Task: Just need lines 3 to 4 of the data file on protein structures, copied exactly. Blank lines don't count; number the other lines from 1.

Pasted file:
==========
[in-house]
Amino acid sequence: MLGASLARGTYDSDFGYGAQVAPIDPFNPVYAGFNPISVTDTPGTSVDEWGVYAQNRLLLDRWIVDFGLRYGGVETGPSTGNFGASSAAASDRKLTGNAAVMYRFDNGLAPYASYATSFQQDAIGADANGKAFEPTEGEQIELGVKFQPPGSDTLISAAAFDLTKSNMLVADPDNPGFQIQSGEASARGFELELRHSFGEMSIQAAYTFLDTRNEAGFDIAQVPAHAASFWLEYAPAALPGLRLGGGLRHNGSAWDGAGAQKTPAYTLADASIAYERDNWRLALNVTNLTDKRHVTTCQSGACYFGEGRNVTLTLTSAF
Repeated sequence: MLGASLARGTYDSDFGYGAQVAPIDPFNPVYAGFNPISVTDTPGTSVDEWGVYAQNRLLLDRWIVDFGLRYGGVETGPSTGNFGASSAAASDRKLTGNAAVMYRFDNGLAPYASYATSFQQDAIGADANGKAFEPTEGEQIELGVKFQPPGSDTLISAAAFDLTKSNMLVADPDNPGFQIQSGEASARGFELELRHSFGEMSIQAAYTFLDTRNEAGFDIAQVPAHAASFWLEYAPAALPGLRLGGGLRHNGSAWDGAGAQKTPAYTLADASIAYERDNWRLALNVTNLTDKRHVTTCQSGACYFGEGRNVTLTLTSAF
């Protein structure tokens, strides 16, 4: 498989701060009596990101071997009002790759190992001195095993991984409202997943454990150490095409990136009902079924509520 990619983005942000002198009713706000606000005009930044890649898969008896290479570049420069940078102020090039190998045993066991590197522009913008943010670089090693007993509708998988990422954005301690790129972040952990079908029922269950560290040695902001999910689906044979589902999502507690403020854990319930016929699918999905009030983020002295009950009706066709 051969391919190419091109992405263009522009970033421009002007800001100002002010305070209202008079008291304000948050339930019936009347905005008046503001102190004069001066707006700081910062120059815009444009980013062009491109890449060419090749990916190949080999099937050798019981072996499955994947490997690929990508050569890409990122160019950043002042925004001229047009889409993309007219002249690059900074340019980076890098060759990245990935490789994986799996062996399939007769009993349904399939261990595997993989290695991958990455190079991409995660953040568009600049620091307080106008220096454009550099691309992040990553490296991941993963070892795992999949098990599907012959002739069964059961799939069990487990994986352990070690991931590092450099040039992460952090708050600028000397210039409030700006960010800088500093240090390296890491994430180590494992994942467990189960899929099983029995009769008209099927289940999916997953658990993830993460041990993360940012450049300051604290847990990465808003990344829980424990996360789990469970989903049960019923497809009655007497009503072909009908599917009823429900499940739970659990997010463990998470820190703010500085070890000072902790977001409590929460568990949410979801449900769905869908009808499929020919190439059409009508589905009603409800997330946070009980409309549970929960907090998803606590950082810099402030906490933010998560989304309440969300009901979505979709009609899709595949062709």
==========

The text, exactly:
Repeated sequence: MLGASLARGTYDSDFGYGAQVAPIDPFNPVYAGFNPISVTDTPGTSVDEWGVYAQNRLLLDRWIVDFGLRYGGVETGPSTGNFGASSAAASDRKLTGNAAVMYRFDNGLAPYASYATSFQQDAIGADANGKAFEPTEGEQIELGVKFQPPGSDTLISAAAFDLTKSNMLVADPDNPGFQIQSGEASARGFELELRHSFGEMSIQAAYTFLDTRNEAGFDIAQVPAHAASFWLEYAPAALPGLRLGGGLRHNGSAWDGAGAQKTPAYTLADASIAYERDNWRLALNVTNLTDKRHVTTCQSGACYFGEGRNVTLTLTSAF
């Protein structure tokens, strides 16, 4: 498989701060009596990101071997009002790759190992001195095993991984409202997943454990150490095409990136009902079924509520 990619983005942000002198009713706000606000005009930044890649898969008896290479570049420069940078102020090039190998045993066991590197522009913008943010670089090693007993509708998988990422954005301690790129972040952990079908029922269950560290040695902001999910689906044979589902999502507690403020854990319930016929699918999905009030983020002295009950009706066709 051969391919190419091109992405263009522009970033421009002007800001100002002010305070209202008079008291304000948050339930019936009347905005008046503001102190004069001066707006700081910062120059815009444009980013062009491109890449060419090749990916190949080999099937050798019981072996499955994947490997690929990508050569890409990122160019950043002042925004001229047009889409993309007219002249690059900074340019980076890098060759990245990935490789994986799996062996399939007769009993349904399939261990595997993989290695991958990455190079991409995660953040568009600049620091307080106008220096454009550099691309992040990553490296991941993963070892795992999949098990599907012959002739069964059961799939069990487990994986352990070690991931590092450099040039992460952090708050600028000397210039409030700006960010800088500093240090390296890491994430180590494992994942467990189960899929099983029995009769008209099927289940999916997953658990993830993460041990993360940012450049300051604290847990990465808003990344829980424990996360789990469970989903049960019923497809009655007497009503072909009908599917009823429900499940739970659990997010463990998470820190703010500085070890000072902790977001409590929460568990949410979801449900769905869908009808499929020919190439059409009508589905009603409800997330946070009980409309549970929960907090998803606590950082810099402030906490933010998560989304309440969300009901979505979709009609899709595949062709």